Symbol of independence a gift from France
There are few images in the world as famous as the Statue of Liberty. If you walked up to someone in the street and showed them a photograph of the gigantic lady who guards New York harbour, they would probably tell you straightaway who she was. But who is this massive female standing alone on a small island off the tip of Manhattan and where did she come from?
In 1783, the United States of America became an independent country, breaking away from Britain. The new American nation had received a lot of help and support from France and a strong bond of friendship had grown up between the two countries.
Eighty years after America's Declaration of Independence, a group of rich Frenchmen decided that it would be a good idea to give a special present to the United States. They asked a young sculptor, Frederic Bartholdi, to build a giant statue that would be the symbol of American independence.
Bartholdi travelled to the United States and chose a small island in New York harbour for the site of his masterpiece. The people of France raised the money to pay for the statue.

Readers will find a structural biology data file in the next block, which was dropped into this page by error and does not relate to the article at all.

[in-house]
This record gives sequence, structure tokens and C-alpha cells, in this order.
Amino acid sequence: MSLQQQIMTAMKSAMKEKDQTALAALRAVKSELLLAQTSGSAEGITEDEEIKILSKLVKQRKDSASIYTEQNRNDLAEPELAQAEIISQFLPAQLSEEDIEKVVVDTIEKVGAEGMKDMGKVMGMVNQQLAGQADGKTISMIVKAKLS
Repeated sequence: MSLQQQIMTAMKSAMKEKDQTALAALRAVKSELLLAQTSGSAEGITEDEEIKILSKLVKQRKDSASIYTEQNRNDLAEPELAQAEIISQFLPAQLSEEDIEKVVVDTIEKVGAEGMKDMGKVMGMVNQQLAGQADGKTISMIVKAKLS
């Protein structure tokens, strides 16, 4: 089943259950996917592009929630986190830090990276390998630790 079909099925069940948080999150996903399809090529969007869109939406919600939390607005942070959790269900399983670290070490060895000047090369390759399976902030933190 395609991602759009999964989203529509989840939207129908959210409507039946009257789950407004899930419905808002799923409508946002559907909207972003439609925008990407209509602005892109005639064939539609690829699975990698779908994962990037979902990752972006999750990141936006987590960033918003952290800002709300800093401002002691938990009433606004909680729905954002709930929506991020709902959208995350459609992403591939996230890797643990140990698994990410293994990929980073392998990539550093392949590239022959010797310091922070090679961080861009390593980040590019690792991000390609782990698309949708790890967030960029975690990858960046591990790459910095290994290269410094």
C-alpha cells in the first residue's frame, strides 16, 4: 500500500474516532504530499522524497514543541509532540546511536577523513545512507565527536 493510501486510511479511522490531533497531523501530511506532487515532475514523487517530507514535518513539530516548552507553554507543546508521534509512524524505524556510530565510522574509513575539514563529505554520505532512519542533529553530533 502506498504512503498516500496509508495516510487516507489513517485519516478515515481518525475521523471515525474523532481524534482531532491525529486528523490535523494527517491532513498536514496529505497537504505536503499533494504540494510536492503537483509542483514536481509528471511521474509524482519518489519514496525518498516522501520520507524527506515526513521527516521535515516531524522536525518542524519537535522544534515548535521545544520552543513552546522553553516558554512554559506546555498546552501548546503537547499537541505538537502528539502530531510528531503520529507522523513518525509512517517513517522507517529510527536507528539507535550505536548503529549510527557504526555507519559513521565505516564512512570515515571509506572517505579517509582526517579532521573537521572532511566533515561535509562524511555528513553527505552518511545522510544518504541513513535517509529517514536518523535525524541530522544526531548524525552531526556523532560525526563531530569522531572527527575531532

In the US itself, fund-raising efforts were organised to pay for the pedestal.
Work began in Paris in 1876. The towering statue was going to be a woman holding a torch high in her right hand. On her head, Bartholdi placed a crown with seven spikes representing the seven continents of the world.
Because the statue was so gigantic, it had to be built in sections. Full-size pieces of the statue were made of wood and then covered in plaster. Then thin sheets of copper were hammered on to the plaster sections to make the actual shape of the statue. These copper sections would be fastened to a steel skeleton built on the island where the statue was to be erected.
In 1885, all the sections of the Statue of Liberty were packed into 200 crates and shipped to the US. The statue was put together by skilled workmen and on October 28, 1886, the magnificent Statue of Liberty was officially dedicated to the people of the United States. It was a proud day for the people of the US and France and a very special day for Lady Liberty.